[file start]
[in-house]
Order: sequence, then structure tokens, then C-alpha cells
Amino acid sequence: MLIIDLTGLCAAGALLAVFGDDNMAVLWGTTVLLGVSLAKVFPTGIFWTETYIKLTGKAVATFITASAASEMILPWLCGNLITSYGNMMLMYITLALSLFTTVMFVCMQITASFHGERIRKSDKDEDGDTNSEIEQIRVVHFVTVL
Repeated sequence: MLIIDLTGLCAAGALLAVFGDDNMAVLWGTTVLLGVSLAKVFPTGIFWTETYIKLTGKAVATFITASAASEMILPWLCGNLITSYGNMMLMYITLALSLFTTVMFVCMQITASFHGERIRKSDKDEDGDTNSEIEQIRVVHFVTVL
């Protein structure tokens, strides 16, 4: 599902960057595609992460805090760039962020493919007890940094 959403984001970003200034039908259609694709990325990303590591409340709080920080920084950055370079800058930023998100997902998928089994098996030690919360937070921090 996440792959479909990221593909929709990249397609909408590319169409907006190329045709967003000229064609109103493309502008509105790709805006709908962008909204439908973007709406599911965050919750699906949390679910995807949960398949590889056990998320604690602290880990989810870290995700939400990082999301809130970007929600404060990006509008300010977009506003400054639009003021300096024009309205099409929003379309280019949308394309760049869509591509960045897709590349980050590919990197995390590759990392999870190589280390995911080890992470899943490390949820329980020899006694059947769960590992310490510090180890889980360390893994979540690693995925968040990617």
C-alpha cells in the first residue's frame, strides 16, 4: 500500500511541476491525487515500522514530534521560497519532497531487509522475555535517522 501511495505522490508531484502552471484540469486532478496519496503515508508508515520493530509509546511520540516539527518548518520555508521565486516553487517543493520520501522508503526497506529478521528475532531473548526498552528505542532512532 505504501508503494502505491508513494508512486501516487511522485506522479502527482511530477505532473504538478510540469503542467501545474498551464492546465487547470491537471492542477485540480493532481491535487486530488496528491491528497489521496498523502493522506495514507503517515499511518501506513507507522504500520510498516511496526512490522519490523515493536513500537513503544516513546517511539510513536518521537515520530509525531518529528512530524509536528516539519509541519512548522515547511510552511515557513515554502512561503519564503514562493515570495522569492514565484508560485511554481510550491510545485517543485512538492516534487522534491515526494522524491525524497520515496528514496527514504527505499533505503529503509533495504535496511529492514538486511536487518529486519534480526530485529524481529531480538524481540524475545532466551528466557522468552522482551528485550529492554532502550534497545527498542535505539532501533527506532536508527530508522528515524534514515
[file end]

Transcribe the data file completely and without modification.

[in-house]
Order: sequence, then structure tokens, then C-alpha cells
Amino acid sequence: MLIIDLTGLCAAGALLAVFGDDNMAVLWGTTVLLGVSLAKVFPTGIFWTETYIKLTGKAVATFITASAASEMILPWLCGNLITSYGNMMLMYITLALSLFTTVMFVCMQITASFHGERIRKSDKDEDGDTNSEIEQIRVVHFVTVL
Repeated sequence: MLIIDLTGLCAAGALLAVFGDDNMAVLWGTTVLLGVSLAKVFPTGIFWTETYIKLTGKAVATFITASAASEMILPWLCGNLITSYGNMMLMYITLALSLFTTVMFVCMQITASFHGERIRKSDKDEDGDTNSEIEQIRVVHFVTVL
């Protein structure tokens, strides 16, 4: 599902960057595609992460805090760039962020493919007890940094 959403984001970003200034039908259609694709990325990303590591409340709080920080920084950055370079800058930023998100997902998928089994098996030690919360937070921090 996440792959479909990221593909929709990249397609909408590319169409907006190329045709967003000229064609109103493309502008509105790709805006709908962008909204439908973007709406599911965050919750699906949390679910995807949960398949590889056990998320604690602290880990989810870290995700939400990082999301809130970007929600404060990006509008300010977009506003400054639009003021300096024009309205099409929003379309280019949308394309760049869509591509960045897709590349980050590919990197995390590759990392999870190589280390995911080890992470899943490390949820329980020899006694059947769960590992310490510090180890889980360390893994979540690693995925968040990617």
C-alpha cells in the first residue's frame, strides 16, 4: 500500500511541476491525487515500522514530534521560497519532497531487509522475555535517522 501511495505522490508531484502552471484540469486532478496519496503515508508508515520493530509509546511520540516539527518548518520555508521565486516553487517543493520520501522508503526497506529478521528475532531473548526498552528505542532512532 505504501508503494502505491508513494508512486501516487511522485506522479502527482511530477505532473504538478510540469503542467501545474498551464492546465487547470491537471492542477485540480493532481491535487486530488496528491491528497489521496498523502493522506495514507503517515499511518501506513507507522504500520510498516511496526512490522519490523515493536513500537513503544516513546517511539510513536518521537515520530509525531518529528512530524509536528516539519509541519512548522515547511510552511515557513515554502512561503519564503514562493515570495522569492514565484508560485511554481510550491510545485517543485512538492516534487522534491515526494522524491525524497520515496528514496527514504527505499533505503529503509533495504535496511529492514538486511536487518529486519534480526530485529524481529531480538524481540524475545532466551528466557522468552522482551528485550529492554532502550534497545527498542535505539532501533527506532536508527530508522528515524534514515